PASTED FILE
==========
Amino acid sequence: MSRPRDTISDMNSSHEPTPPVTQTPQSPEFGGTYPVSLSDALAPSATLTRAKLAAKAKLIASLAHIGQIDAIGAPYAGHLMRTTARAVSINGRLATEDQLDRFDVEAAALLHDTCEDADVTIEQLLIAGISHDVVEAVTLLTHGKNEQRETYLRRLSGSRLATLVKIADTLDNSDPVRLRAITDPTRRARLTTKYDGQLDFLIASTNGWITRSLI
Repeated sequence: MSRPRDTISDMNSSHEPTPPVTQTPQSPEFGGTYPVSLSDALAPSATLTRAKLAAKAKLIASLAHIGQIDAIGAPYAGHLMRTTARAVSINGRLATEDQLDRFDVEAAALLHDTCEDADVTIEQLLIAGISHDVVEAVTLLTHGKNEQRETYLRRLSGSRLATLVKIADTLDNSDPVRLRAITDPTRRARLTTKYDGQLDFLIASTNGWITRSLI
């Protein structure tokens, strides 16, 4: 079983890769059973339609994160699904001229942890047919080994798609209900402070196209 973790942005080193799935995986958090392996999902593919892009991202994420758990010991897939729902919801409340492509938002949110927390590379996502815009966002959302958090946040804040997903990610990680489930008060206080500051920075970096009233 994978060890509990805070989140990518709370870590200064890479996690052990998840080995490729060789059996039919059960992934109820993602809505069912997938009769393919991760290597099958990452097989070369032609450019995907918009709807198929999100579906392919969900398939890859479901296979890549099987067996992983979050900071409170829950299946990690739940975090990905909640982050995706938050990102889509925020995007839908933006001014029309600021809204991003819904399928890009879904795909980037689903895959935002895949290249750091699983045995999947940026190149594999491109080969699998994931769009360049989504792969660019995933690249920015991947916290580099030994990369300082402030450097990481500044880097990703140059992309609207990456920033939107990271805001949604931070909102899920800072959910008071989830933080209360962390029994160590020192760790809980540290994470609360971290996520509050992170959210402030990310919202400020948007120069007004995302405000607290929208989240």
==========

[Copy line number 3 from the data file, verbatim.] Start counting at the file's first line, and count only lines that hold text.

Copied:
């Protein structure tokens, strides 16, 4: 079983890769059973339609994160699904001229942890047919080994798609209900402070196209 973790942005080193799935995986958090392996999902593919892009991202994420758990010991897939729902919801409340492509938002949110927390590379996502815009966002959302958090946040804040997903990610990680489930008060206080500051920075970096009233 994978060890509990805070989140990518709370870590200064890479996690052990998840080995490729060789059996039919059960992934109820993602809505069912997938009769393919991760290597099958990452097989070369032609450019995907918009709807198929999100579906392919969900398939890859479901296979890549099987067996992983979050900071409170829950299946990690739940975090990905909640982050995706938050990102889509925020995007839908933006001014029309600021809204991003819904399928890009879904795909980037689903895959935002895949290249750091699983045995999947940026190149594999491109080969699998994931769009360049989504792969660019995933690249920015991947916290580099030994990369300082402030450097990481500044880097990703140059992309609207990456920033939107990271805001949604931070909102899920800072959910008071989830933080209360962390029994160590020192760790809980540290994470609360971290996520509050992170959210402030990310919202400020948007120069007004995302405000607290929208989240």